Self reliance mantra for odisha’s tribal women

[dropcap color=”#008040″ boxed=”yes” boxed_radius=”8px” class=”” id=””]E[/dropcap]very day, over 100 women in colourful attire are seen selling forest products, fresh vegetables, fruits and flowers in Jeypore town, the sub-divisional headquarters and nerve-centre of Koraput district, around 600 km from state capital Bhubaneswar.

These are the women of Odisha’s tribal-dominated Koraput district who dominate the rural haats (markets) by selling forest produce and minor agriculture products every day, flocking in large numbers. Venturing into the hilly terrain for collecting forest produce and traversing 30-40 km to sell their products – shouldering the burden on their backs – to the Bidyadhar daily market in Jeypore, they are the epitome of women’s empowerment.

Tribals, including the Bonda tribes belonging to particularly vulnerable tribal group (PVTG), reach these markets early in the morning even by walking miles from places with the least road connectivity.

Daimati, 43, a resident of Bisingpur village, is a common face in the Bidyadhar market. Travelling 20 km every day, she has been selling forest products like jhuna, palao, yellow rice and fresh vegetables for the past eight years in the market to earn her livelihood.

[dropcap color=”#008040″ boxed=”yes” boxed_radius=”8px” class=”” id=””]E[/dropcap]”arlier we used to get rice and other products against our forest products in barter system. But with passage of time, things have changed a lot. I’m now earning Rs.300-Rs. 500 every day and I am happy with that,” Daimati told IANS.

“Earlier I used to stay at home and collect the forest products while my husband sold it in the market. But I hardly got any money in return. Later, I brought the goods and sold them in the market. That fetched me a good price. Now, I am self-empowered and confident,” Daimati said.

She said that her husband now collects forest products and works in the fields to grow vegetables.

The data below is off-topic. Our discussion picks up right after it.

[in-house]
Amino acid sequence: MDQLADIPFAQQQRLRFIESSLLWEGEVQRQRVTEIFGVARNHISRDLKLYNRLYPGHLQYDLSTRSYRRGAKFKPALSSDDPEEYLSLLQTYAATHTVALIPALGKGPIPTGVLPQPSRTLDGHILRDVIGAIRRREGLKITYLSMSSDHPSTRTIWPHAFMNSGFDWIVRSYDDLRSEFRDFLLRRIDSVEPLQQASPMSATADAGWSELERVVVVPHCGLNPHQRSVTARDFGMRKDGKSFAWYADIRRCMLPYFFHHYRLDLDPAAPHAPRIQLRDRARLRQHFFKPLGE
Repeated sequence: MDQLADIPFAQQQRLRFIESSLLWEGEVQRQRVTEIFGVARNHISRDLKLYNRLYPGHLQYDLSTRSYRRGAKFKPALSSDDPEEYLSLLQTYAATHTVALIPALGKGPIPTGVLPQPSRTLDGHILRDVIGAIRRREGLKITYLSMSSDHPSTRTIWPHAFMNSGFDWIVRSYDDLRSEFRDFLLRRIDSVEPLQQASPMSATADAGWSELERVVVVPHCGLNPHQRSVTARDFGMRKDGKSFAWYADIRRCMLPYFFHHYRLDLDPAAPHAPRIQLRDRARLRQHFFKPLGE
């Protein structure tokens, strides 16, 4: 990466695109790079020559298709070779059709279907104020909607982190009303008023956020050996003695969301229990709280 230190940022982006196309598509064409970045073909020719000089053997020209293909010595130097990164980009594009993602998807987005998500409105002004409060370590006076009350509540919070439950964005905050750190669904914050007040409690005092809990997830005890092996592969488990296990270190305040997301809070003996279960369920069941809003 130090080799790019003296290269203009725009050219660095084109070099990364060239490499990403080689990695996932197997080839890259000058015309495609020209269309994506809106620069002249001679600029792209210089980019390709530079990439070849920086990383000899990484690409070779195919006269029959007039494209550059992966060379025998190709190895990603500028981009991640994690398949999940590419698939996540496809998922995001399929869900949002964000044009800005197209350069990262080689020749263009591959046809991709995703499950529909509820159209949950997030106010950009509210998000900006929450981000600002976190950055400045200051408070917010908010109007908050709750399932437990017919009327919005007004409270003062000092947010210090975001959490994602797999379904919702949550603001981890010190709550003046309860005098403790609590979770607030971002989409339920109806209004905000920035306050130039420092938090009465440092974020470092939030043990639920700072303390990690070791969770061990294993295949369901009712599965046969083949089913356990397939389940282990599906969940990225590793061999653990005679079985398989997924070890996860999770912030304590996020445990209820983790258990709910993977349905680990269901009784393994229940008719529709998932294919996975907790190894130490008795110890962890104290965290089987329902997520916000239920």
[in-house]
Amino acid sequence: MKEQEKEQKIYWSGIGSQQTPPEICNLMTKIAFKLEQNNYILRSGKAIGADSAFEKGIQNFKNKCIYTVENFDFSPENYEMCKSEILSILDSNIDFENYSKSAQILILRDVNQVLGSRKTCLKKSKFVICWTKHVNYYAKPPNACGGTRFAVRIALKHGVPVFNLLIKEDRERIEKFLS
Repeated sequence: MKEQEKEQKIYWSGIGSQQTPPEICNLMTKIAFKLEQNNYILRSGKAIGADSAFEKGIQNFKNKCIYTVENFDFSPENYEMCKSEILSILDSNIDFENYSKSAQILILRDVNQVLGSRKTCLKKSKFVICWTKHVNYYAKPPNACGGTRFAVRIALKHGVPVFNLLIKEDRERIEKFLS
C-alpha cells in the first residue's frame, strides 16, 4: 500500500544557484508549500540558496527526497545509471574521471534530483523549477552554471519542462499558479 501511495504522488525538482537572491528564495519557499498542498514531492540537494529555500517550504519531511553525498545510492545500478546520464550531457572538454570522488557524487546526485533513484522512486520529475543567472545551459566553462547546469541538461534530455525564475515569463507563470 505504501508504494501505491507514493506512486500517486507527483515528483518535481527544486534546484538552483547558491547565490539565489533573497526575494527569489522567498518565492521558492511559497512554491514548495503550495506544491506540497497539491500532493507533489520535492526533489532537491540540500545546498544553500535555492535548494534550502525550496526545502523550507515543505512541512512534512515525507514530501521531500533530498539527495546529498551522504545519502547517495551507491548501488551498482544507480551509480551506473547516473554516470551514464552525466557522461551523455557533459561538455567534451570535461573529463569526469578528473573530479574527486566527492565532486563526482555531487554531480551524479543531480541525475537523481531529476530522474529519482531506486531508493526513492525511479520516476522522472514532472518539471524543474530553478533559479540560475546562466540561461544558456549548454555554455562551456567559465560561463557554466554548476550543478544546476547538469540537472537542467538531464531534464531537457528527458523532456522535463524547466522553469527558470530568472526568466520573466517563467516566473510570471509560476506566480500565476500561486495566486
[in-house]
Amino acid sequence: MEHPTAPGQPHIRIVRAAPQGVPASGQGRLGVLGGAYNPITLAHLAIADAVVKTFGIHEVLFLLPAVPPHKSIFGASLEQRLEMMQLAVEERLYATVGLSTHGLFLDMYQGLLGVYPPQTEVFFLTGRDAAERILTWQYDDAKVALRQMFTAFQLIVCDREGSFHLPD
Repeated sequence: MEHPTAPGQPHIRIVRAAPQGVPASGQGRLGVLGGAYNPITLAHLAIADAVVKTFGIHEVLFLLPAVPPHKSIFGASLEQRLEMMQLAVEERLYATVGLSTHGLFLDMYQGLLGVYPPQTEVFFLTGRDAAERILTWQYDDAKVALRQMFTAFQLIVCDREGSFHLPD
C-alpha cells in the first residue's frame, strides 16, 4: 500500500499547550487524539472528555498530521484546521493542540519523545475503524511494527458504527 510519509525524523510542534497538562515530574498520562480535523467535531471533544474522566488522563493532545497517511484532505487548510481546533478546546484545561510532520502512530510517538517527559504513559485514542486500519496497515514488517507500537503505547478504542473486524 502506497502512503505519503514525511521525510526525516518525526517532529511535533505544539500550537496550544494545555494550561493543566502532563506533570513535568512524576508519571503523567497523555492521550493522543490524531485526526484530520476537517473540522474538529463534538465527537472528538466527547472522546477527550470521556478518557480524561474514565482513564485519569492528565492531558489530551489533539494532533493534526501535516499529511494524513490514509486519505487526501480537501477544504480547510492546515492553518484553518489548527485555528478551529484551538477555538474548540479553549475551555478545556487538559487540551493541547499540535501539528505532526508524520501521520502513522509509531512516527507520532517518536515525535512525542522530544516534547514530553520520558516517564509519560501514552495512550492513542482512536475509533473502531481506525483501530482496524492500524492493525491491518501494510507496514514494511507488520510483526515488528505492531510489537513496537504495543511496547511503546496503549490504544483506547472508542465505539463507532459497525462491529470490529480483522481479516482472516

With the rise in demand for forest products, flowers and local vegetables, more tribal women have turned up at the haat to sell their products at good prices.

“We were unaware of the opportunity and demand for forest and local products in the market. People used to purchase them from us at cheaper rates and sell them at increased prices in the market. When I learned about it, I felt I should reach the people and sell the product directly,” said a confident 30-year-old Jamuna.

The tribal women are not only respected but also loved by all in the market. They are the only source of forest and tribal products in the market.

[dropcap color=”#008040″ boxed=”yes” boxed_radius=”8px” class=”” id=””]I[/dropcap]” was transferred to Koraput two years ago and I was stunned to see them selling the forest products at cheaper prices. We are confident these are not adulterated. They provide us fresh products,” said a government servant, Prakash Nayak.

“Since time immemorial, the (Bidyadhar) haat site is believed to have been exclusively dedicated to the women as no other roadside vendors or traders of other communities encroach upon the space, making it an unwritten order and age-old custom,” Narendra Behera, president of the Bidyadhar Daily Market Merchant Association, told IANS.

These markets are not merely places for trade for the tribal communities of Koraput district but centres for communicating their experiences, while marriages are also arranged there.

The tribals send communications to other villages through corresponding persons present in the market.

Even though trading of vegetables and other farm produce by the tribal population has increased manifold, sale of forest products, traditional ornaments and transmitting their tradition and culture have retained their flavour in the markets.

Among other minor forest products, the tribal trade revolves around tamarind, sal seeds, jhuna, honey, arrowroot, mohua flower, brooms prepared from wild grass, various types of roots popularly known as ‘kanda’ and medicinal fruits, roots and herbs.

There are several such weekly markets in the district where the tribal women go to sell their products.



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